Winter weather is here and we wonder how Boris will fare.
Each spring we’re heartened to see wild ducks on our pond. We start to notice personalities as they trek to the seed-scattered ground under our birdfeeders and the corn my husband puts out for them. We always leave a wide unmowed perimeter around the feeder as cover for birds visiting in daylight and other creatures coming by to eat dropped seed after dusk.
Although we’ve never encountered any waterfowl as hilarious as Louse the Goose, duck antics are a pleasure to watch. That’s more true than ever this year, with political chaos and a pandemic on our minds. There’s substantial peace found watching ducks out the window while waiting for coffee to brew or sitting on the back porch as the ducks converse in murmured honks with one another. We grow particularly fond of the nesting females and root for their ducklings to survive despite all the nearby predators known to feast on them.
We know winter has truly arrived when the ducks have departed.
But this year we have Boris* to consider. Boris hung around all spring and summer, noticeable due to a broken wing that healed at a strange angle and renders him flightless. A few weeks ago a raft of ducks arrived. They swam and dined with Boris all day, then flew away. Ducks aren’t always the kindest to each other but this looked like a farewell party.
We know Boris will be spending the winter here, alone. We continue to leave birdseed and cracked corn out for him. We have the shelter of tall grasses and sunchokes for him to hide in, but the pond will inevitably freeze and we don’t know what Boris will do then. The water is safest place for a flightless duck. Every day I see Boris happily doing mallard things is a good day.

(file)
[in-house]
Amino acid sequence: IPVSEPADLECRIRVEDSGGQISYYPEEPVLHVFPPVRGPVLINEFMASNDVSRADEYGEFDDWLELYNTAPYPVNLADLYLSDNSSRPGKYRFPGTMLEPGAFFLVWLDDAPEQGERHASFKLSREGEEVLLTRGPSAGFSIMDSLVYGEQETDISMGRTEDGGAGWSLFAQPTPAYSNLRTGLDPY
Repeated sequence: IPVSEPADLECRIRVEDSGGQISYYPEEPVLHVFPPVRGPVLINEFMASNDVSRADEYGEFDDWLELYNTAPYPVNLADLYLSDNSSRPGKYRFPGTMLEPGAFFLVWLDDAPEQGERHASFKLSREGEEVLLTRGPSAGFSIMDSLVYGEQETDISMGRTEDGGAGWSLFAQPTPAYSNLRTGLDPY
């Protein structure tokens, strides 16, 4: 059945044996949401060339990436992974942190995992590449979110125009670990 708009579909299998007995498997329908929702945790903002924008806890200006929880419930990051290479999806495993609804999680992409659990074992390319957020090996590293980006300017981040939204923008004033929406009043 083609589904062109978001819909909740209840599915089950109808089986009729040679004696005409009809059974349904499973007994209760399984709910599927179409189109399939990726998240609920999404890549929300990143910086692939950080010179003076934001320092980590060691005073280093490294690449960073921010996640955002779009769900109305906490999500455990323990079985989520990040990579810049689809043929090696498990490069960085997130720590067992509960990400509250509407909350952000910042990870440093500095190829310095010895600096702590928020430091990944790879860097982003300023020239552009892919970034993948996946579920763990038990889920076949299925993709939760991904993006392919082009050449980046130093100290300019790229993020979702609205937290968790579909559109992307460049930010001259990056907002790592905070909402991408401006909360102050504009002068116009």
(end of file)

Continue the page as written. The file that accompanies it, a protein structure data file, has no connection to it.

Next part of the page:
And then, unexpectedly, another lone male mallard showed up. He and Boris have been swimming and eating together for nearly two weeks. Maybe Boris’ duck pal will keep him company till spring. Although experts have told us humans to expect a dire winter, maybe it won’t be as dire for our duck friends. We have many outcomes to hope for. Might as well include ducks in those hopes.
*Boris doesn’t appear in pictures. He’s a wary duck, a very important skill when one can’t fly.
Thank you Laura for sharing such a lovely post. Lovely pictures too. I’m hoping that Boris and his friend are safe this winter.
Thank you, my library friend.